By Sebastine Obasi With Agency Report
OIL fell around 1 percent yesterday as investors continued to unwind bets on higher prices after record cuts last week because of concerns that growing United States oil output could hamper an Organisation of Petroleum Exporting Countries, OPEC-led production cut deal.
Benchmark Brent crude futures were down 55 cents at $51.21 a barrel, while U.S. West Texas Intermediate (WTI) crude futures were trading 73 cents lower at $48.05 a barrel.
“Speculative investors have thrown in the towel it seems. We’ve got record selling in the week ending March 14 and the bleeding has not stopped yet,” said Carsten Fritsch, senior commodities analyst at Commerzbank in Frankfurt, Germany.
Oil futures have retreated in the past two weeks as a supply overhang driven by rising production from the United States overshadows a deal by OPEC and other producers to reduce output. The persistent glut prompted hedge funds and other money managers to cut their net long U.S. crude futures and options, positions by a record amount in the week to March 14.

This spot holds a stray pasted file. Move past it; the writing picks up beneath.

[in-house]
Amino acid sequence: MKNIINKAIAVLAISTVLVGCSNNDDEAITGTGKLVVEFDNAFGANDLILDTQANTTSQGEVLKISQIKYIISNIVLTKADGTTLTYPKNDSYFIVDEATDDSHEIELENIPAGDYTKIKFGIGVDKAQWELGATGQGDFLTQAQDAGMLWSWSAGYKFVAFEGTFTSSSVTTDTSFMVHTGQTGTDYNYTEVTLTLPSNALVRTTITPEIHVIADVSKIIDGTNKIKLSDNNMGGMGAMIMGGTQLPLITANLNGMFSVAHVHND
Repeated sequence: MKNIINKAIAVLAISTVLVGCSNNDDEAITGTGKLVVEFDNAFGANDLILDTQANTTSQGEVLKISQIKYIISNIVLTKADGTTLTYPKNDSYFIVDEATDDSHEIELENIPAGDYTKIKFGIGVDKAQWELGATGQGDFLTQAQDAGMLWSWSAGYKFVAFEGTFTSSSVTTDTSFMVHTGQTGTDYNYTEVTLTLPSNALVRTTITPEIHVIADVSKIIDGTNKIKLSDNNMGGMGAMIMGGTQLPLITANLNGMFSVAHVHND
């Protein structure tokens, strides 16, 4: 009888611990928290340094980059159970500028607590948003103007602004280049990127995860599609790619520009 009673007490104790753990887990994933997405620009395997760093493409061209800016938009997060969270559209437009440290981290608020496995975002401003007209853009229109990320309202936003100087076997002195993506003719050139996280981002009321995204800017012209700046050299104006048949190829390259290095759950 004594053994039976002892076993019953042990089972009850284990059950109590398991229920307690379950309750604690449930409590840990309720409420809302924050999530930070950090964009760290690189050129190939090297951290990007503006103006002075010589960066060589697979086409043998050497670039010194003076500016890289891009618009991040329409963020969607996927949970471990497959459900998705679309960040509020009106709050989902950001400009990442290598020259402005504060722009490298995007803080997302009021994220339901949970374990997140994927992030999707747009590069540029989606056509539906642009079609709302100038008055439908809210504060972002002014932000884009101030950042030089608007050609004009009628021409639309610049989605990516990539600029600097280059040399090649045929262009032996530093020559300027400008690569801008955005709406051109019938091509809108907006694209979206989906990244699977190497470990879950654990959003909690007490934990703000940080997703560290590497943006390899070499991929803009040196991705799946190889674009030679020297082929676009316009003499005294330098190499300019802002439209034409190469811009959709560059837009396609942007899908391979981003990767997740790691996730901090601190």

Yesterday, ICE data showed speculators reduced long positions on Brent by 66,683 contracts, the highest since November 2016. This means that speculators last week cut more than 150,000 contracts betting on firmer oil prices, a record high.
Latest U.S. drilling data supported estimates for higher production, with 14 oil rigs added in the week to March 17 to 631, the most since September 2015, energy services firm Baker Hughes Incorporated said on Friday. Growing U.S. production is playing into concerns about the effectiveness of the deal to cut production by the Organization of the Petroleum Exporting Countries and non-OPEC members. The prospect of higher output from Libya, which is exempt from the deal, is adding further bearish sentiment.
Libya’s National Oil Corporation (NOC) said it was confident of regaining control of two key oil ports, Es Sider and Ras Lanuf, which have a combined capacity to export 600,000 bpd.